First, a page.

I'm pretty picky when it comes to choosing television series to follow. It's been my experience that the ones I really like end up getting cut off at the kneecaps (Like HBO's Rome) or go on for so long that they stray far far away from what made them novel in the first place (Like Showtime's Weeds.) Even worse, they try to go on long after their bag of realistic tricks is empty and start bordering on science fiction as they struggle to find new adventures for their characters to get into (Like HBO's Oz).
I started watching Dexter when it first premiered because the premise caught my interest right off the bat. Dexter being a clever serial killer who was adopted and raised by a policeman and taught to use his naughty inclinations for good instead of evil. Dexter is no Batman, however... there is no mistake that what he does is wrong in the eyes of the law and all his friends in blue wouldn't hesitate to bring him down if they ever figured out what he does after work. This includes his foster sister who is on the force.
What really kept my interest in Dexter was his personality and the way he looked at things. The monster-pretending-to-be-human scenario with a sharp edge of morbid humor. I expected the novelty would wear off after a season or two and then we'd say goodbye to dearly departed Dexter.
When season three was announced, I got a little worried. Dexter had already discovered the truth about his traumatic and soul-shattering childhood, seen all his surviving blood relatives bite the dust, and gotten away with multiple murder even after the Miami police and the FBI discovered his massive dumping grounds. I feared that Season Three would involve jumping a shark, very much like how the third book in the series did.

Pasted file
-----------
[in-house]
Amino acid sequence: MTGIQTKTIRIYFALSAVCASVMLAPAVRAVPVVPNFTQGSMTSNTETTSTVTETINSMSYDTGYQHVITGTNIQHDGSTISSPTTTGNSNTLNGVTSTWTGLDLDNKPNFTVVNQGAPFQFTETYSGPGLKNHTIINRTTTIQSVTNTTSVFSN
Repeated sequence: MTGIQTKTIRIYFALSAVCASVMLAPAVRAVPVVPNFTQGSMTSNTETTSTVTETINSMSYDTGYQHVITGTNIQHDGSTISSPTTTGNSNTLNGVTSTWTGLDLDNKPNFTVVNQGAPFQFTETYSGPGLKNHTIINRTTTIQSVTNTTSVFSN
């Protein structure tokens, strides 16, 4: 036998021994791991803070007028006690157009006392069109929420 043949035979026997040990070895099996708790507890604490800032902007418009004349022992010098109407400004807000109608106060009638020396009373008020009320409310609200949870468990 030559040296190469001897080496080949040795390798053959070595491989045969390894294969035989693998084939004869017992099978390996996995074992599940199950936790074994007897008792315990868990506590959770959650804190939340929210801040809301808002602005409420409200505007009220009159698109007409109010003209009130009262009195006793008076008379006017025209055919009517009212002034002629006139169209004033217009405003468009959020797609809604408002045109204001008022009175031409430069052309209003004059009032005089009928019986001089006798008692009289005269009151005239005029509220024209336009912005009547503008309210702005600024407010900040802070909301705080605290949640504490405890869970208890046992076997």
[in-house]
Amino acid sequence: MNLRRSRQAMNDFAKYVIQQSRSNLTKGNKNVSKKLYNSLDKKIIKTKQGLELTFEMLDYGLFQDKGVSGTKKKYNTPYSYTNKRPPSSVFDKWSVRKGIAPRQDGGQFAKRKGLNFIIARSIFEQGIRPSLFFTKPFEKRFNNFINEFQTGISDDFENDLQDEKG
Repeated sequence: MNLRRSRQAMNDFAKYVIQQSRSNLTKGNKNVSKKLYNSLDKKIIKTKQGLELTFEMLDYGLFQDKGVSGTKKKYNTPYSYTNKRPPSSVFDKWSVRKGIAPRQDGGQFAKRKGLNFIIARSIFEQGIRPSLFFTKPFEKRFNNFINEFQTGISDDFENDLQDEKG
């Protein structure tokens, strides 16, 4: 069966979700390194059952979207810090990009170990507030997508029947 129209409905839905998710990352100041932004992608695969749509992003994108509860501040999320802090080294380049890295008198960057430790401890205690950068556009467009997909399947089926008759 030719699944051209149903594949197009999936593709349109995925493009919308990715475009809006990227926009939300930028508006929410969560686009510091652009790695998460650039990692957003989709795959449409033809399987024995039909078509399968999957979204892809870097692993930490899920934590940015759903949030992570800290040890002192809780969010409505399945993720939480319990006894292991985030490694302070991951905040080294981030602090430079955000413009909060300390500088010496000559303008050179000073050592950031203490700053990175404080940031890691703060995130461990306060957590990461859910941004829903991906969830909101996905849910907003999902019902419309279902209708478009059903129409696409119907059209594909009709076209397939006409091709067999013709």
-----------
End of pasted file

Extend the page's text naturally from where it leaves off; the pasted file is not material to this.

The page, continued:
However, after the third season came to a close, I was surprised to find myself waiting with baited breath for Season Four. The road that Dexter is traveling on is a path of discovery and re-inventing himself as he begins to enter into new phases of adult life, including marriage and fatherhood.
Based on the original novel Darkly Dreaming Dexter by Jeff Lindsay, the television series takes a different road than either of the two following books in the series. This is good, because on the third Dexter book I had to keep checking to make sure I hadn't picked up a Buffy the Vampire Slayer novel by mistake.
While at first the supporting characters seemed a little stereotypical, the entire cast has developed quite well as the show continues on and they become more involved in Dexter's life.
All and all, it is a fun series to watch, a nice mix of drama and dark humor with a sprinkling of plastic wrap.
Info on IMDB: Dexter